What should we do about new users when they break the rules? What shouldn't we do?

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Long story short, you're goal is to welcome, inform, educate, and resolve... not to confront, rebuke, or reprimand. There's a good blog post on the subject — The role of 'niceness' on a Q&A site. –  Robert Cartaino Dec 4 '12 at 18:01
    
@RobertCartaino Thanks for that link. I'll add it to the answer too. :) –  Alenanno Dec 4 '12 at 18:06
    
Just a note: Linguistics is a very nice community. We don't really care about getting into arguments, generally, so don't think this set of rules is here because some problem occurred... It's just something I thought would be useful to further improve our image to new users. Enjoy! –  Alenanno Dec 6 '12 at 10:46
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Communicating with new users can be troublesome, first of all because they don't know what ways are available to us for that purpose. They comment in answers, they include parts of the answers in their questions, etc. There are also some more intentional reasons that make some users troublesome but luckily they're not all like that. In any case, I'll try to cover all cases. This is more intended as a guideline, rather than hard rules, but I suggest we all try to follow them.

First of all, read: Stack Exchange is not a forum: the role of “niceness” on a Q&A site.

  1. Be nice and friendly

    Always, always be nice. Well this is actually a rule in the FAQ so, you might say "hey there's nothing new there!". But being nice (or rather, nicer) to new users is even more important. We don't really want to scare them away, do we?

    But how can we be friendly? Well, you don't need acrobatic wording, but a "Hello xxx and welcome to our site!" is the best way to start. It's not enough, but it's a start.

  2. Never attack the user

    By this, I mean never say things like "What is this crappy question?" et similia. It's not going to help. Even the most well-behaved person will feel bothered by that. Use the Golden Rule that is valid in all life situations:

    One should treat others as one would like others to treat oneself.

  3. Be patient

    Other than being extenuating, communicating with new users can be frustrating if they refuse to cooperate. Be patient with them. This doesn't mean "let them walk over you". Don't be submissive, but certainly don't attack back: that's not going to help. Ignore personal attacks (i.e. don't answer, but flag them) and always answer with facts.

    For example:

    A: You are all against me, this site sucks!
    B: No, look, we are not targeting you on purpose. The FAQ says that...

    If they're serious users, they will apologize and start cooperating. If they're trolls (that is to be decided case by case, there rarely is a clear-cut situation), they will end up being suspended in order to let the community live in peace. Don't feed the trolls.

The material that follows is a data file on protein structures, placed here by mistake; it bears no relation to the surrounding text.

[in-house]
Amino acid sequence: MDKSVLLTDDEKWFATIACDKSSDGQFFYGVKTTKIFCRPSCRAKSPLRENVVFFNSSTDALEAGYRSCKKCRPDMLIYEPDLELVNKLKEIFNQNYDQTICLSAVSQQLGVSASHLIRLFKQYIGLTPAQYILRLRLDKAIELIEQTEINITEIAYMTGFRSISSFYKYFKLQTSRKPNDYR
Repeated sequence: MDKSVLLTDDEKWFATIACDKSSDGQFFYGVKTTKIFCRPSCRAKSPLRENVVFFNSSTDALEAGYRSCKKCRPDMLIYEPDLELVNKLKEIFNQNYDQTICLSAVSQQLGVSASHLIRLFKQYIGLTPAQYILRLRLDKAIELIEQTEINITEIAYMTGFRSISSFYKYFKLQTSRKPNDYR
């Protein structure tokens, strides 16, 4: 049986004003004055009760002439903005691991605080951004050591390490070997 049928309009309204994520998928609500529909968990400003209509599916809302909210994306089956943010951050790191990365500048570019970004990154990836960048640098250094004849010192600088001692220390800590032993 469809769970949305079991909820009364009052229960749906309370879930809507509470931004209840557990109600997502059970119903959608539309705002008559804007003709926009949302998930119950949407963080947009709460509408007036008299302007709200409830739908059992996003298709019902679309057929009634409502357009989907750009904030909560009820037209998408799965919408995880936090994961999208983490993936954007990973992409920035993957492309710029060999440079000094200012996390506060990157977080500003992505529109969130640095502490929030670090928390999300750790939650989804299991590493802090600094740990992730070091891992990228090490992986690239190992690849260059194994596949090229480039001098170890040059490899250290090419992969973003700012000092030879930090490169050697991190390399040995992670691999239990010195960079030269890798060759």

4. Provide resources

    Has the matter being treated in the FAQ? Did we talk about it in a Meta question? Link them to it.

  5. Suggest fixes or edit it yourself

    Voting to close is your right and also your duty. Moderators, when applicable, leave the new user time to fix the question before closing it. In some high-visited sites this is technically impossible, but in small sites, it's possible.

    As high-rep users, you can vote to close, but don't hesitate to leave a comment suggesting the OP fixes to improve the question and make it fit. Close votes expire after a while, so even if you voted to close and the OP fixed the question, all is well.

    If the question can be easily fixed by you, do it. You have the privilege to edit for a reason. Even if low rep, do it, someone else will revise your edit and approve it if it actually improves the question.

  6. If their answer is short, ask for some explanation

    Asking "Please make it longer or we are going to delete it" is kind of intimidating and might put off people, but it's the truth. So there are two ways to do this. You could use a pro-forma comment (this is mine):

    Welcome to (site)! Usually we prefer longer and more elaborated answers on short answers. If you can improve your answer by adding detail, context, examples, and backing up with references, this would increase your answer's quality. Poor and/or repetitive answers risk being down-voted and subsequently removed.

    It says the same thing, but look at the wording! :D Another way is ask for an explanation on something. Like

    Welcome to (site)! You didn't treat enough about this point and it looked interesting, mind to expand on it?

    Or similar wordings. But you get the point.

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I agree with every point! –  Cerberus Dec 4 '12 at 15:54
    
@Cerberus Thanks. :P –  Alenanno Dec 4 '12 at 16:28
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